Study Suggests Instagram Photos Can Indicate Depression

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It's often difficult to know who might be silently suffering from depression, but your Instagram photos may shed light on a disorder that affects more than 300 million people worldwide. According to a new study, researchers developed an algorithm that correctly identified those with depression 70 percent of the time just by analyzing their photos.

The small study, published in the journal EPJ Data Science, involved 166 Instagram users who shared nearly 44,000 photos on the popular social media platform. A pair of researchers developed a computer program that analyzed certain aspects of the photos including color scheme and photo interactions such as likes and comments.

Read: 3 Easy Ways To Avoid The Effects Of Social Media Depression

“Photos posted by people with depression tended to be darker in color, received more comments from the community, were more likely to contain faces and less likely to have a filter applied,” study co-author and codirector of the University of Vermont's Computational Story Lab, Dr. Christopher Danforth said in a statement.

Individuals with depression were less likely to select a photo filter, but when they did, they were more likely to choose the Inkwell filter, which converts photos to black and white. Additionally, the computer analysis revealed that those with depression posted photos more often than those who were not depressed.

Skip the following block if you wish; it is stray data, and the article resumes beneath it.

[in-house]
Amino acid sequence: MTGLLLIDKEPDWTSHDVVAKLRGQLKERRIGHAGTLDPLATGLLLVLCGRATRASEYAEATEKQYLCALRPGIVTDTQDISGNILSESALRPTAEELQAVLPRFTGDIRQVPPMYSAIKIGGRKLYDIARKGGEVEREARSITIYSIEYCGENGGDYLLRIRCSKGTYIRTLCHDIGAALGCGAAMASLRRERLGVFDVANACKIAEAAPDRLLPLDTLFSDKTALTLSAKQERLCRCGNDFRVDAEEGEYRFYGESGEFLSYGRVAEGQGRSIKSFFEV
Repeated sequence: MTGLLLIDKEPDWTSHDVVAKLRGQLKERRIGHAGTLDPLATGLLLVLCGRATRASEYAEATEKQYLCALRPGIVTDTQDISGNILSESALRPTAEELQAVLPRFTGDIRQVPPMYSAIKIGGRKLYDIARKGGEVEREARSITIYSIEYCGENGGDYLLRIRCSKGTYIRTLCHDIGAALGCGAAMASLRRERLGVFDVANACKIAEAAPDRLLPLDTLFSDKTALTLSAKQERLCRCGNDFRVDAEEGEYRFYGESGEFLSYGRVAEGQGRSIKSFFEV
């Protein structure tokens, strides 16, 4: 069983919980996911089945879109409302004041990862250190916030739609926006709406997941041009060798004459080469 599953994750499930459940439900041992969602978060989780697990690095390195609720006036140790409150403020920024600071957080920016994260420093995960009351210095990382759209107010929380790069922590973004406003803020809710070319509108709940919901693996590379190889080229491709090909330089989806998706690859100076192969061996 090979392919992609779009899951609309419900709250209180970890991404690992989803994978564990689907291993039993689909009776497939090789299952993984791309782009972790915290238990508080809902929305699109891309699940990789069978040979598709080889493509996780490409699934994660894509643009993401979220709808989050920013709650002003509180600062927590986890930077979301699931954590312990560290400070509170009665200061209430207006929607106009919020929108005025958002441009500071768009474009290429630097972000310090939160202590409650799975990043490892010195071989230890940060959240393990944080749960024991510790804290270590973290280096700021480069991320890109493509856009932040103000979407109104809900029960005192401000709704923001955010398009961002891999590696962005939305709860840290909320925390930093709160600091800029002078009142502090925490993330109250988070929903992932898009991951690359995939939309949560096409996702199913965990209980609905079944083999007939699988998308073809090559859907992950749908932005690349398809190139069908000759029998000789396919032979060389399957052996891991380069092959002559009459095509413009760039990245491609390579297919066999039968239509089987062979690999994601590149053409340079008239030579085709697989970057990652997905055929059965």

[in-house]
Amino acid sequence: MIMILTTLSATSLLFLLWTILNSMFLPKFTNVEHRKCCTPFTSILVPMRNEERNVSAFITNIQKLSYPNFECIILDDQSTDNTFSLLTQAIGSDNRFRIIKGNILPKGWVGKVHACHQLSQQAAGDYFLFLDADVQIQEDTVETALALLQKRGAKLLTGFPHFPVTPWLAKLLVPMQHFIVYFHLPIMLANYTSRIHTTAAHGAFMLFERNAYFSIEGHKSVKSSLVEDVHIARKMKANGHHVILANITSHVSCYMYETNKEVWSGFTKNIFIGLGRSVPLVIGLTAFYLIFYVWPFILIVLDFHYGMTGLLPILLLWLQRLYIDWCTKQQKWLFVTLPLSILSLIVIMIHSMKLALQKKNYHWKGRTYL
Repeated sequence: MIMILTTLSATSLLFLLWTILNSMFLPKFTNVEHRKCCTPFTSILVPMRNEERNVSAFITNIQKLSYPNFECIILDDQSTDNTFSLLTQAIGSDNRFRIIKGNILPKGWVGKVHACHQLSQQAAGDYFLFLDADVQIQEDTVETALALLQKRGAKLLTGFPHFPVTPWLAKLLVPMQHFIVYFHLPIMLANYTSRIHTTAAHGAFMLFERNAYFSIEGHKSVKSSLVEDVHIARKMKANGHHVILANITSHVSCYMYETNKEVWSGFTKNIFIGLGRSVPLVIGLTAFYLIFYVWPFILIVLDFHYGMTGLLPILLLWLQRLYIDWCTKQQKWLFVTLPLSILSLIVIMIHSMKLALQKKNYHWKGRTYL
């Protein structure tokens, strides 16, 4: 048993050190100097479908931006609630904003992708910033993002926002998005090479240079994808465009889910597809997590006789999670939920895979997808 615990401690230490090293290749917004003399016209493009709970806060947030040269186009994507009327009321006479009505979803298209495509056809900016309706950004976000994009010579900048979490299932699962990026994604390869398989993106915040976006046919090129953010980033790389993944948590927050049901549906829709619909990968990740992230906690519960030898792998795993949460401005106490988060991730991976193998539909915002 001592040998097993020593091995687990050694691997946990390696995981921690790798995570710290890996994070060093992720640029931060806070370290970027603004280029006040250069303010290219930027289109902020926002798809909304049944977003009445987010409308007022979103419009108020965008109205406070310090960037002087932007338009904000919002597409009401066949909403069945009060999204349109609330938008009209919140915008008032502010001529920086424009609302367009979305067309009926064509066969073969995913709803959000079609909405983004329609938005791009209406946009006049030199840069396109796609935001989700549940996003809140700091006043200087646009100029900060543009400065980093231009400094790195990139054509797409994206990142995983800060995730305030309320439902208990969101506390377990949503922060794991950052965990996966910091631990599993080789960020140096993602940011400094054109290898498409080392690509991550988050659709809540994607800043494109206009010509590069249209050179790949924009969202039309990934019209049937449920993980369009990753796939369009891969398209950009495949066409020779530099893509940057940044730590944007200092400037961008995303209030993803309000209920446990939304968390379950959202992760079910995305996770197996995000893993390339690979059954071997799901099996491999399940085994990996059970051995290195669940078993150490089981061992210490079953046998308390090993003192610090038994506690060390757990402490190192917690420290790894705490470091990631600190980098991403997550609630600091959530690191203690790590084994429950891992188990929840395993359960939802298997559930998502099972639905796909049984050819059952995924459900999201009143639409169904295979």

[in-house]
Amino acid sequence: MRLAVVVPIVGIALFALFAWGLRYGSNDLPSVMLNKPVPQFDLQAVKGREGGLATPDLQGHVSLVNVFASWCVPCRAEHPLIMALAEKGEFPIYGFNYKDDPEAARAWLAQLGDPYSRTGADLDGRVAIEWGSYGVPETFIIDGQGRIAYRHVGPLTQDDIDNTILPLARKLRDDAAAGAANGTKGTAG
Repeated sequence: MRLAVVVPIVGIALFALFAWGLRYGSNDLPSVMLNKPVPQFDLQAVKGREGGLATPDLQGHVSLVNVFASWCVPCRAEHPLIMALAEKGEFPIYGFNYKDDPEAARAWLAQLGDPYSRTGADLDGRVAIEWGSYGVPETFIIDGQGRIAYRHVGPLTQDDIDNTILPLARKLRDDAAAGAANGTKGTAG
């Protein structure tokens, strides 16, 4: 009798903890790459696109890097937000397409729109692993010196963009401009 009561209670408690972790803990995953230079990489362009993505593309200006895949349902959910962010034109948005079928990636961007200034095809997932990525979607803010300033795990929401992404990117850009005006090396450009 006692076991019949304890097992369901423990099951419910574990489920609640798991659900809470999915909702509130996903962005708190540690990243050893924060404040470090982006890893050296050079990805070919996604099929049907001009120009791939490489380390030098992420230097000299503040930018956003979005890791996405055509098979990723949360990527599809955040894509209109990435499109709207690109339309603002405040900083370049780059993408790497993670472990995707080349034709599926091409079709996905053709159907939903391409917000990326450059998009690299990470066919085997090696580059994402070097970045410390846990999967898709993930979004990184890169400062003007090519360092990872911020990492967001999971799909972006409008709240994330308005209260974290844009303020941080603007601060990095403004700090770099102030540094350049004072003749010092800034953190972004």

Although 71 of the study participants went on to receive a clinical diagnosis of depression, it's important to note that the researchers' computer program is not a diagnostic tool. Rather, it may help give an “early warning” of depression, Danforth told BuzzFeed News.

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Catching depression early can help a person get the treatment they need to control their symptoms.

“It's better if we can get somebody who [might] die by suicide in 2018 in front of a psychologist sooner because there's something about their social media that made it clear to the machine that they needed help and it wasn't obvious to the people around them,” Danforth told Refinery29.

One of the limitations of the conducted by Danforth and Dr. Andrew Reece from Harvard University is that they had a small sample size due to people unwilling to share their information. In the beginning, 509 participants were recruited, but 43 percent dropped out because they didn't want to share their social media data. In the future, similar research should address concerns regarding data privacy, in order to retain a larger sample size.

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